Skip to main content

This Interfered With My New Year's Plans

Let's celebrate 2010, and not just with my brand new "Images of Shea Stadium" 2010 calendar, whose cover features the ballpark's namesake giving a ceremonial wreath to Joe Torre on Opening Day, 1978 (they didn't have a more apt image than that?)

I'm in a joyful mood, and not just because it's the New Year. I've finally found a needle in my haystack, and wouldn'tcha know who was involved, albeit indireectly.

Those of you who know this blog know that there's one type of ending that I was particularly intrigued by, but had been unable to find evidence of it occurring in a major league game. It turns out that it has happened, more or less.

I'm referring to the Dodgers-Reds game, the only documented one to end in this manner within the last 55 years, on August 1, 1971.

Our protagonist didn't make his impact until the 11th inning of this game, or rather, the game made an impact on him. With one out and the bases loaded, Bill Buckner was hit by a pitch, bringing home the tying run and setting the stage for a ridiculous conclusion.

One out later, the bags were filled and with an 0-1 count, Dodgers baserunner Manny Mota attempted to steal home.

Future Hall of Fame catcher Johnny Bench, in an effort to make the play on Mota, jumped in front of the plate to field Joe Gibbon's pitch, and when he did, he tagged Mota out.

However, in doing so, Bench prevented Crawford from being able to swing at the pitch, and this was a violation of a baseball rule. The scoring on the play, by newspaper accounts, appears to be a combination of a balk on Gibbon, an error on Bench, and for some reason, an RBI for Crawford, who gets awarded first base, while Mota is permitted the advance to home plate.

The bottom line is this though- The miscue is the closest thing we have to a known walk-off catchers interference in major league play. Hallelujah.

Comments

Anonymous said…
Nice post & nice blog. I love both.

Popular posts from this blog

Walk-Offs in Movies, TV, and Other Places

Note: I'm leaving this post up through the end of the week, a) because I don't have time to pump out something new and b)because I was hoping to build a really good list of entertainment industry walk-offs...so if you're looking for something new, check back on Monday or so... Of course, if there's a major trade or move, I'll adjust and try to post something... In the meantime, click on the "Table of Contents" link as well. It has been updated. SPOILER ALERT: Read at your own risk Caught the ending of "A League of Their Own" on one of the movie channels the other day and it got me to thinking that it would be fun to compile a list of walk-offs from movies, television, and other forms of entertainment. Here's the start, and only the start, as I spent about 30 minutes or so thinking it over Help me fill in the blanks by filling out the comments section. "A League of Their Own"-- Racine beats Rockford for the All-American Girls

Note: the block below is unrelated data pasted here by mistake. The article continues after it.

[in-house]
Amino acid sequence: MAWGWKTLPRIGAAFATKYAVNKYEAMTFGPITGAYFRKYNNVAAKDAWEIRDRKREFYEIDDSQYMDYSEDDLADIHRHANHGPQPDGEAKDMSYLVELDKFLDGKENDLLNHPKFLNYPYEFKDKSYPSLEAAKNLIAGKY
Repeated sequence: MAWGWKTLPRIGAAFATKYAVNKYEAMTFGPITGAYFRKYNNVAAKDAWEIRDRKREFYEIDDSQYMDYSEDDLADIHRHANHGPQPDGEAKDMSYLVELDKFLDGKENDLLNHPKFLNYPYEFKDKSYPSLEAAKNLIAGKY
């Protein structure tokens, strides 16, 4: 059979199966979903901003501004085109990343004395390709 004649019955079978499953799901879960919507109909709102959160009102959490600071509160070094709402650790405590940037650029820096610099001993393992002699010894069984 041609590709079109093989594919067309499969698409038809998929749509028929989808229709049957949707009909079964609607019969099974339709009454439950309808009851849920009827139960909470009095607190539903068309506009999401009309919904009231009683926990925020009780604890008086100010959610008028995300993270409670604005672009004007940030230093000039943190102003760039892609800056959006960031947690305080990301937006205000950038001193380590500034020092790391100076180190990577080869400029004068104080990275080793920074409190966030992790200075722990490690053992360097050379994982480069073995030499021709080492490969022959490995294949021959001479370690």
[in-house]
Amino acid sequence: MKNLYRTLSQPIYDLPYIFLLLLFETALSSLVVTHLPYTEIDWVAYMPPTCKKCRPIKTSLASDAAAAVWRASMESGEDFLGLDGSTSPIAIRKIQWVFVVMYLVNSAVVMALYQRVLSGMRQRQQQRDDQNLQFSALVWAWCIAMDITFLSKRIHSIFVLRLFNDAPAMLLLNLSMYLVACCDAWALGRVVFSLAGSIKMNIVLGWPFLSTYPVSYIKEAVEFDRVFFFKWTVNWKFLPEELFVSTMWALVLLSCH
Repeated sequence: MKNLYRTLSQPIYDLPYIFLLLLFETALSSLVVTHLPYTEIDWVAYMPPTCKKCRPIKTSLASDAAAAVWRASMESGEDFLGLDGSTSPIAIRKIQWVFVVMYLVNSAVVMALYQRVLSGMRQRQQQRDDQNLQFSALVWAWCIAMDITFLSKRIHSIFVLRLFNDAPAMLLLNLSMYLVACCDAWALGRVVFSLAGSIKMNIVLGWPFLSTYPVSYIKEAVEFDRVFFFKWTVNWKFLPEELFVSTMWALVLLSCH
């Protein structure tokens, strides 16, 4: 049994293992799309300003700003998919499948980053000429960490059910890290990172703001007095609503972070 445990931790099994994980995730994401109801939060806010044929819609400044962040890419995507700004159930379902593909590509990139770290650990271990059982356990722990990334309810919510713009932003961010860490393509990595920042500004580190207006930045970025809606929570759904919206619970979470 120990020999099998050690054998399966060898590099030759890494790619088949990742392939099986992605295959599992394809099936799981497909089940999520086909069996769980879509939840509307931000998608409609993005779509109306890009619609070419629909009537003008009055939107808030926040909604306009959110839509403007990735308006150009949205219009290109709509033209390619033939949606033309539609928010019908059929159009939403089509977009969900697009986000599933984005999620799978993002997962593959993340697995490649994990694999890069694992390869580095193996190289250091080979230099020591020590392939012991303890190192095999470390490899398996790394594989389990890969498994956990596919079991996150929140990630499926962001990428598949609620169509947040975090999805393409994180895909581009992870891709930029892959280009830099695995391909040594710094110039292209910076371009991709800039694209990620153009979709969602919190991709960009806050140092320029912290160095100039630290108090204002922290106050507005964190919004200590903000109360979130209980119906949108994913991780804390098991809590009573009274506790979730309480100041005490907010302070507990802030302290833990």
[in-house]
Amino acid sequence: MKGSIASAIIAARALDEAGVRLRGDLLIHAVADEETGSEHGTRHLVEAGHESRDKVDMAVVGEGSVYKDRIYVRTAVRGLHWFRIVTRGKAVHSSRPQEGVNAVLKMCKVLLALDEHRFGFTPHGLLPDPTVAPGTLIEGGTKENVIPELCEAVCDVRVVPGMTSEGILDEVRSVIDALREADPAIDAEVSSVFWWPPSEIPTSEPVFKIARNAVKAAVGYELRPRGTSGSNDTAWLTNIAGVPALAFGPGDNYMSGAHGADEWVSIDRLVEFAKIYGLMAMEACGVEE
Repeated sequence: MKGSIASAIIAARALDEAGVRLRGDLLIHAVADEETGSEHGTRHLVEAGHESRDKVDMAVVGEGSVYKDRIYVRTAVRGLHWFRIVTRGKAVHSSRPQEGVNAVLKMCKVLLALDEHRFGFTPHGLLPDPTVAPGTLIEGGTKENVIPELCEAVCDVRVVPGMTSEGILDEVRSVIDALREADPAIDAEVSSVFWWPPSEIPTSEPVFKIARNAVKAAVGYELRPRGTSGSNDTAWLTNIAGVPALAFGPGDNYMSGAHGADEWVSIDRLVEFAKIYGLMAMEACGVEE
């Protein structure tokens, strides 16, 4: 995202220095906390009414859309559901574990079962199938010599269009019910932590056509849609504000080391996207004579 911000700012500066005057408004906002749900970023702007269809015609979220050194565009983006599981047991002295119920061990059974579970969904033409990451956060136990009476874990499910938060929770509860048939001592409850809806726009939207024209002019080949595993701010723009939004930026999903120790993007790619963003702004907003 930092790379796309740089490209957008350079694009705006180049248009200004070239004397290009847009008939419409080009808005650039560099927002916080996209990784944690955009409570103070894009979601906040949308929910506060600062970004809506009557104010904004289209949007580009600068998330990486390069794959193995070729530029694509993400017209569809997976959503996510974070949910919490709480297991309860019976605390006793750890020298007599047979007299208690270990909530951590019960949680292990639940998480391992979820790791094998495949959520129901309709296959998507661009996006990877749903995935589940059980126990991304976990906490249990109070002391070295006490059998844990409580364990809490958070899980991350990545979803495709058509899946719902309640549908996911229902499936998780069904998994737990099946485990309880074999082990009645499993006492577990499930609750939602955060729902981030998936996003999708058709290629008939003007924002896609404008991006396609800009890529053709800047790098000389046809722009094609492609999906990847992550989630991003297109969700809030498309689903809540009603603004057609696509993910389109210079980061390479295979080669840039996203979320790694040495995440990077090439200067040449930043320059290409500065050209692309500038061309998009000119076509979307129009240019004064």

The 'Duca of Earl (and walk-offs)

If I told you that the Mets had just obtained a guy who is a career .316 hitter with runners in scoring position? How about if I told you that the Mets just traded for a hitter who has consistently ranked among the toughest in baseball to strike out? Or if I mentioned that the Mets just dealt for a player who was selected to the NL All-Star team the last three seasons, with the last honor coming via a vote by his peers? So, although he's on the down side age wise, his throwing arm isn't as good as it used to be, and he doesn't provide much power, there are a lot of good things that Paul Lo Duca brings to the New York Mets. For example: He'll sacrifice his body for the good of the team The Dodgers and Braves squared off on August 23, 2002 and Lo Duca made an impact both on the start and finish of this game. Three pitches after being dusted by Greg Maddux, Lo Duca made him pay with a first-inning home run. The Braves rallied to tie the game, 3-3 in the ninth, but thei

Minutiae Break: Worst Mets Relievers

It occurs to me after 79 straight walk-off related posts and some fatigue still remaining from Saturday's finish that I did promise to bring Metspective on other issues related to the Flushing 9, so I offer this posting up as a "Minutiae Break." This came about after several discussions related to the offhand Dick Tidrow/Danny Graves remark the other day , the conclusion of which indicated that it would be fun to create a list of the worst Mets relievers of all-time. I don't want to step on the territory of other bloggers, like " Faith and Fear in Flushing ," Mets Guy in Michigan " and " Metstradamus ," so I'll tread carefully here, aided by their influence. Should any friends, family members, or fans of these pitchers visit this site, I mean no harm. I'm just here to have a little fun with this topic. The ground rules are as follows: The pitcher must have had a Mets stint as long as Dick Tidrow's (11 games, 15 2/3 innings), for